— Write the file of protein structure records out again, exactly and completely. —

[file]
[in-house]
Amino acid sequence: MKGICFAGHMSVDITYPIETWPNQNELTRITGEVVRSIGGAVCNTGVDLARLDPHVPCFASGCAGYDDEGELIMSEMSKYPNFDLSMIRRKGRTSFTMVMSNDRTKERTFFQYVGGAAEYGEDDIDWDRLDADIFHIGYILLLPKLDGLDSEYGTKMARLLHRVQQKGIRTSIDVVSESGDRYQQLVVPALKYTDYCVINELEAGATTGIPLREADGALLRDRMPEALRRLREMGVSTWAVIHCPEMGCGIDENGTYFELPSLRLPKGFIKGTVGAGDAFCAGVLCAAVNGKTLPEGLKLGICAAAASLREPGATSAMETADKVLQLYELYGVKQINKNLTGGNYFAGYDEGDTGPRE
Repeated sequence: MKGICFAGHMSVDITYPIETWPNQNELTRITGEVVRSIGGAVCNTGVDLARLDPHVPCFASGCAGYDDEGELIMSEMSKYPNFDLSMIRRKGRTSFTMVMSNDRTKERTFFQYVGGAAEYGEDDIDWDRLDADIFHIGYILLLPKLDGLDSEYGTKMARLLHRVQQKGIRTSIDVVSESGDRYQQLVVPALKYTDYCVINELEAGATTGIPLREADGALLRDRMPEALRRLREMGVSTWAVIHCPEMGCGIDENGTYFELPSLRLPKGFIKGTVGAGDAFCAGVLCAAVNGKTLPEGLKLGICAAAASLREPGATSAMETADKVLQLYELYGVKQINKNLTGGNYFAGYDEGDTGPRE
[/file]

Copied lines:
[in-house]
Amino acid sequence: MKGICFAGHMSVDITYPIETWPNQNELTRITGEVVRSIGGAVCNTGVDLARLDPHVPCFASGCAGYDDEGELIMSEMSKYPNFDLSMIRRKGRTSFTMVMSNDRTKERTFFQYVGGAAEYGEDDIDWDRLDADIFHIGYILLLPKLDGLDSEYGTKMARLLHRVQQKGIRTSIDVVSESGDRYQQLVVPALKYTDYCVINELEAGATTGIPLREADGALLRDRMPEALRRLREMGVSTWAVIHCPEMGCGIDENGTYFELPSLRLPKGFIKGTVGAGDAFCAGVLCAAVNGKTLPEGLKLGICAAAASLREPGATSAMETADKVLQLYELYGVKQINKNLTGGNYFAGYDEGDTGPRE
Repeated sequence: MKGICFAGHMSVDITYPIETWPNQNELTRITGEVVRSIGGAVCNTGVDLARLDPHVPCFASGCAGYDDEGELIMSEMSKYPNFDLSMIRRKGRTSFTMVMSNDRTKERTFFQYVGGAAEYGEDDIDWDRLDADIFHIGYILLLPKLDGLDSEYGTKMARLLHRVQQKGIRTSIDVVSESGDRYQQLVVPALKYTDYCVINELEAGATTGIPLREADGALLRDRMPEALRRLREMGVSTWAVIHCPEMGCGIDENGTYFELPSLRLPKGFIKGTVGAGDAFCAGVLCAAVNGKTLPEGLKLGICAAAASLREPGATSAMETADKVLQLYELYGVKQINKNLTGGNYFAGYDEGDTGPRE